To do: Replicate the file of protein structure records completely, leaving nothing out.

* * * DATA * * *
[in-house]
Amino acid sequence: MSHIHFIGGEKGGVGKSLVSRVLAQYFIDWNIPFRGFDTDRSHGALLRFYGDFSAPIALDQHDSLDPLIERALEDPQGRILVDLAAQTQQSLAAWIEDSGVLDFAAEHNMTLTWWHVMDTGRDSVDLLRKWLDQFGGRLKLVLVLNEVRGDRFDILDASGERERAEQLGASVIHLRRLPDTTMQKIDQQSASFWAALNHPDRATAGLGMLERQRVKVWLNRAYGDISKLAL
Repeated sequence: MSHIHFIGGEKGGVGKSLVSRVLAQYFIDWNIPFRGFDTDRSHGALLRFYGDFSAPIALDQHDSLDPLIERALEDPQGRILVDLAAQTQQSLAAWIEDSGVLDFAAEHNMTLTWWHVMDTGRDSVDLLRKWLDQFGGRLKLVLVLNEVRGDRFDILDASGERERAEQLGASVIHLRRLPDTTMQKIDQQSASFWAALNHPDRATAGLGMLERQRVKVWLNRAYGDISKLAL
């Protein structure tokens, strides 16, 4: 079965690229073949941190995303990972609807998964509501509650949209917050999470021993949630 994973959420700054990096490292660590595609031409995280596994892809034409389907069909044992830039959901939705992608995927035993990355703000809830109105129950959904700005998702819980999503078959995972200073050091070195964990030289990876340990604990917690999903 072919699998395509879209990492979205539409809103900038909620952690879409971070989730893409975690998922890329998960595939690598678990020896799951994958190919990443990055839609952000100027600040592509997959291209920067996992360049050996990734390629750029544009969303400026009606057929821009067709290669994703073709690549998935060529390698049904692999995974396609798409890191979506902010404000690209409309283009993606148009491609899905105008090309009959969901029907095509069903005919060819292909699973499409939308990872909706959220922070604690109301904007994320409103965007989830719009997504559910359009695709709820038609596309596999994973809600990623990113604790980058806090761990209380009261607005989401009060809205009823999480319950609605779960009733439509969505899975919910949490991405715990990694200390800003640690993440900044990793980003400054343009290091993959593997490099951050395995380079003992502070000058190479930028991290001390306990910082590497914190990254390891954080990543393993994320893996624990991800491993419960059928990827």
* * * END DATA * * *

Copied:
[in-house]
Amino acid sequence: MSHIHFIGGEKGGVGKSLVSRVLAQYFIDWNIPFRGFDTDRSHGALLRFYGDFSAPIALDQHDSLDPLIERALEDPQGRILVDLAAQTQQSLAAWIEDSGVLDFAAEHNMTLTWWHVMDTGRDSVDLLRKWLDQFGGRLKLVLVLNEVRGDRFDILDASGERERAEQLGASVIHLRRLPDTTMQKIDQQSASFWAALNHPDRATAGLGMLERQRVKVWLNRAYGDISKLAL
Repeated sequence: MSHIHFIGGEKGGVGKSLVSRVLAQYFIDWNIPFRGFDTDRSHGALLRFYGDFSAPIALDQHDSLDPLIERALEDPQGRILVDLAAQTQQSLAAWIEDSGVLDFAAEHNMTLTWWHVMDTGRDSVDLLRKWLDQFGGRLKLVLVLNEVRGDRFDILDASGERERAEQLGASVIHLRRLPDTTMQKIDQQSASFWAALNHPDRATAGLGMLERQRVKVWLNRAYGDISKLAL
């Protein structure tokens, strides 16, 4: 079965690229073949941190995303990972609807998964509501509650949209917050999470021993949630 994973959420700054990096490292660590595609031409995280596994892809034409389907069909044992830039959901939705992608995927035993990355703000809830109105129950959904700005998702819980999503078959995972200073050091070195964990030289990876340990604990917690999903 072919699998395509879209990492979205539409809103900038909620952690879409971070989730893409975690998922890329998960595939690598678990020896799951994958190919990443990055839609952000100027600040592509997959291209920067996992360049050996990734390629750029544009969303400026009606057929821009067709290669994703073709690549998935060529390698049904692999995974396609798409890191979506902010404000690209409309283009993606148009491609899905105008090309009959969901029907095509069903005919060819292909699973499409939308990872909706959220922070604690109301904007994320409103965007989830719009997504559910359009695709709820038609596309596999994973809600990623990113604790980058806090761990209380009261607005989401009060809205009823999480319950609605779960009733439509969505899975919910949490991405715990990694200390800003640690993440900044990793980003400054343009290091993959593997490099951050395995380079003992502070000058190479930028991290001390306990910082590497914190990254390891954080990543393993994320893996624990991800491993419960059928990827």